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I have a reference tables with two numeric columns which define a range, for instance employees for an account and for each employee range I get a company size :

employeeMin   employeeMax   Size
1             100           small
101           2000          medium
2001          10000         medium-large
10001         100000        large

...and so on

and I need to return Size given a parameter, say 110 would return 'medium' as you see second column is always = first column+1

so I was wondering if it better to implement it in sql like above with two columns, or should i use only the employeeMax and maybe order and return first record? I would expect a pattern to exist? maybe self joins or similar? I did some research but couldnt find...

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can you have 100 full-time and 1 half-time employee? what RDMS - MySQL 5, Oracle 11g, SQL Server 2008? what will be the most common uses - join with accounts table with actual number of employees? how often do you want to update these categories? did you consider a config file you load in your program on startup instead of with each particular query? –  Aprillion Mar 27 '13 at 16:34

3 Answers 3

It all depends all on your goals, e.g.:

maintainability - use 1 column if you don't read it often or use any kind of optimization (e.g. materialized views)

employeeMax   Size
100           small
2000          medium
10000         medium-large
100000        large

select *
from accounts a
join (      
    select
        cs1.emploeeAbove,
        coalesce(min(cs2.emploeeAbove), 999999999) employeeMax,
        Size
    from company_sizes cs1
    left join company_sizes cs2
        on cs2.employeeAbove > cs1.employeeAbove
    group by cs1.employeeAbove, Size
) cs
    on a.emploees > cs.employeeAbove
    and a.employees <= cs.employeeMax

faster joins - use 2 column design if you have milions of records and you don't figure out how to optimise the previous approach

employeeAbove   employeeMax   Size
0               100           small
100             2000          medium
2000            10000         medium-large
10000           100000        large

select *
from accounts a
join company_sizes cs
    on a.emploees > cs.employeeAbove
    and a.employees <= cs.employeeMax
share|improve this answer
    
Nice one, although I think 0 is misplaced. A company with 0 employees is not a small company, it is a non-company. –  Andriy M Mar 29 '13 at 18:52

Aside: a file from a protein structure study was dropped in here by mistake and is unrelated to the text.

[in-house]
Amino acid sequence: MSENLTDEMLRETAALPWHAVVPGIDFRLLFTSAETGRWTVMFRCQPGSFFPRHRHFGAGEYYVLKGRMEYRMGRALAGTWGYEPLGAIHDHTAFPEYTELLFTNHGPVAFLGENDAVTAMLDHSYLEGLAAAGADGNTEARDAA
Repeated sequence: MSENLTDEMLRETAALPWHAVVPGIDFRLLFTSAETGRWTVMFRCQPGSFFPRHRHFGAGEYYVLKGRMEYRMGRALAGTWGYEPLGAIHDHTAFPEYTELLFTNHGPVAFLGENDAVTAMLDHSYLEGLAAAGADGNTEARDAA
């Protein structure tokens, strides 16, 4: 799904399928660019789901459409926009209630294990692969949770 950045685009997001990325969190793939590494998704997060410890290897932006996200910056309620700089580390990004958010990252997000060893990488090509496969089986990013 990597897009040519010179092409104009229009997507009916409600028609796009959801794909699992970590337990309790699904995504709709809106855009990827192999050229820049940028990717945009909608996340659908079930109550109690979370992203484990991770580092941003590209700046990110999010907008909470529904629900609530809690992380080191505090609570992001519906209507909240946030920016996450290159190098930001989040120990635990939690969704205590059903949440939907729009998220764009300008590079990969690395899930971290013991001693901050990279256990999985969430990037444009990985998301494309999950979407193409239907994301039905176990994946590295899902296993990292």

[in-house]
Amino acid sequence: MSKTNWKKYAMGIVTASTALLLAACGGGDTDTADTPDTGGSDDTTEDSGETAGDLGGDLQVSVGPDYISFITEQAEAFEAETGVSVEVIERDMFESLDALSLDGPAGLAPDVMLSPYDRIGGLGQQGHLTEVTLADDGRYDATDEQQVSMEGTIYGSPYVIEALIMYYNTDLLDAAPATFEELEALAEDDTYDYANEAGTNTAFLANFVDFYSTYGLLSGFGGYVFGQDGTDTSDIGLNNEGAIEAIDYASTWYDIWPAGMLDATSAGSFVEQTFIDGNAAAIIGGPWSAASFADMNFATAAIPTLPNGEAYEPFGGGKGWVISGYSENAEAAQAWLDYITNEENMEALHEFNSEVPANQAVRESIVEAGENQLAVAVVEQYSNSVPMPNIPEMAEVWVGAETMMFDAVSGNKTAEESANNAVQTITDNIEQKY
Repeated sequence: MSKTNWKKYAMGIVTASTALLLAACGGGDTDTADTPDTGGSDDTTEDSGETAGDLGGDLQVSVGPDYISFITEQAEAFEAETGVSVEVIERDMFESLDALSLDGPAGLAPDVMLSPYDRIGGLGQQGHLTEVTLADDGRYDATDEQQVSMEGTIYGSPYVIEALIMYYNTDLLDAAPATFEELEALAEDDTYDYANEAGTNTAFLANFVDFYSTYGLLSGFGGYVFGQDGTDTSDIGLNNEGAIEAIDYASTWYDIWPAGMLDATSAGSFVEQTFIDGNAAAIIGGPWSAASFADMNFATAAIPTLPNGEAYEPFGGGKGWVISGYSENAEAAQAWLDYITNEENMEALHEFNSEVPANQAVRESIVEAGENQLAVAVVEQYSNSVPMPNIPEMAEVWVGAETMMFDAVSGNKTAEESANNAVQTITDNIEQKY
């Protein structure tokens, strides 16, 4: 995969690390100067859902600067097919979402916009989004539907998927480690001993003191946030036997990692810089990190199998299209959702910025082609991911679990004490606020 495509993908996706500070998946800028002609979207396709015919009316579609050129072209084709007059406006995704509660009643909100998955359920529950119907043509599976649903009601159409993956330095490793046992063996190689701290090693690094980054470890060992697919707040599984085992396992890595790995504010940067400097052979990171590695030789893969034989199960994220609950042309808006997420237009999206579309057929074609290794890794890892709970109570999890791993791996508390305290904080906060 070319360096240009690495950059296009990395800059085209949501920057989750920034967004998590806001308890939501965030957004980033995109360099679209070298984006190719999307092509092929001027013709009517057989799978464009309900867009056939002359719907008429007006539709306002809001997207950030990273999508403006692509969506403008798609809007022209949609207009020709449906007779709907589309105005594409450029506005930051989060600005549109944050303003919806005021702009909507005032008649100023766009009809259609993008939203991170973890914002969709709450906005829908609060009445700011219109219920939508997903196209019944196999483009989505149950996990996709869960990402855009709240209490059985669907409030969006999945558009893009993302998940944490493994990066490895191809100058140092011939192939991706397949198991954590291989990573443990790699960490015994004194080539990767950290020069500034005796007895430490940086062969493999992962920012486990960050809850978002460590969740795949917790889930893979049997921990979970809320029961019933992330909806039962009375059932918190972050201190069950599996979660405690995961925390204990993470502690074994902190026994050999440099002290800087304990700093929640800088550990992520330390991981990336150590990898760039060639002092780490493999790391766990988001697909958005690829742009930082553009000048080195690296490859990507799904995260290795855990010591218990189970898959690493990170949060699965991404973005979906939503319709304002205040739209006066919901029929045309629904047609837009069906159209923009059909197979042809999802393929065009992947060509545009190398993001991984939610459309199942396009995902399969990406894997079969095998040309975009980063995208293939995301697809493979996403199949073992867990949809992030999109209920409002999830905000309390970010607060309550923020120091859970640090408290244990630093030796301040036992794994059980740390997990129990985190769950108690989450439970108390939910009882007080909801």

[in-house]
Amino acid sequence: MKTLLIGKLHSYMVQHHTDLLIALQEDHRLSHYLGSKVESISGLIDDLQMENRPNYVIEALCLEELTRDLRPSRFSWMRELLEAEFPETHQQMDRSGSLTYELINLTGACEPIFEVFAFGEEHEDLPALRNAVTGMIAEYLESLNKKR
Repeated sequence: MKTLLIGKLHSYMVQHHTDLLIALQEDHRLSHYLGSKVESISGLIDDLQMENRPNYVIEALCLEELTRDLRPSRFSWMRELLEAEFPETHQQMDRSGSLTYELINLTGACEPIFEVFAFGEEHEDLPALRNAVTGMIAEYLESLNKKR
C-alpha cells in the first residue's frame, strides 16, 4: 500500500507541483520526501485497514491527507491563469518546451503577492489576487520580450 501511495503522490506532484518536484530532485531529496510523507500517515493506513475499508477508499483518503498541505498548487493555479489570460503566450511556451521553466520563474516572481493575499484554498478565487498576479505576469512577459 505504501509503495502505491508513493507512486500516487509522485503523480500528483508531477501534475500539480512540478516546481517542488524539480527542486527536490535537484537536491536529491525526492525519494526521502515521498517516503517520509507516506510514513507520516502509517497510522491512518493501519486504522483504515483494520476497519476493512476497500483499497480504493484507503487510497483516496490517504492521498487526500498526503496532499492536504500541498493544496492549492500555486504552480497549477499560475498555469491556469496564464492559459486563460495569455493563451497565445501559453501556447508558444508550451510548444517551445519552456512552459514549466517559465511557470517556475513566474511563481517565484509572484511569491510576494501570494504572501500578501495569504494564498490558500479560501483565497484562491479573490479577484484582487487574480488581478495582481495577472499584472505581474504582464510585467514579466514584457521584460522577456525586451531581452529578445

1) that's the meaning of "above." 2) i co-own a company that has no employees (i don't employ myself). it's not small, it's micro, but it indeed exists. –  Aprillion Mar 30 '13 at 16:45
    
Didn't realise a company without employees could exist de jure. Anyway, it was indeed your #1 that I missed: I didn't take notice of how you were actually using the lower bound. So, thanks for pointing that out for me. –  Andriy M Mar 30 '13 at 17:17
    
Thank you very much –  tom12345 Apr 3 '13 at 14:47
    
@tom12345 please accept an answer if you feel your original question was answered satisfactorily .. –  Aprillion Apr 4 '13 at 9:16

I recommend using only the employeeMin column, and remove employeeMax. This way, the max size is open-ended for "x-large" sizes you may have in the future.

 SELECT Size FROM yourtable WHERE employeeMin <= 110 ORDER BY employeeMin DESC LIMIT 1
share|improve this answer
    
Thank you very much –  tom12345 Apr 3 '13 at 14:47

I would definitely use one column, whether min or max. Among other things, this ensures that you don't have any gaps between your ranges. Assuming max, your table would look like:

employeeMax   Size
100           small
2000          medium
10000         medium-large
100000        large

And your query to get the actual ranges would be something like:

select 
     coalesce((select max(employeeMax) 
               from CompanySize b 
               where b.employeemax < a.employeemax),
              0) as employeeMin
     a.employeeMax, 
     a.size
from CompanySize

If your database supports analytic functions, you can simplify this somewhat:

select 
     coalesce(lag(employeeMax) over (order by employeemax asc),
              0) as employeeMin
     a.employeeMax, 
     a.size
from CompanySize
share|improve this answer
    
please feel free to iterate all pros and cons instead "among other things" ;) –  Aprillion Mar 27 '13 at 16:53
    
@deathApril: I'll admit that I tend to use that phrase as a hedge against the idea that there are good arguments that I haven't thought of. I'd rather leave the impression that there may be other good reasons to follow my suggestion, rather than the impression that there's only the one justification. –  Allan Mar 27 '13 at 20:21
    
Many thanks to both of you. –  tom12345 Apr 3 '13 at 14:46

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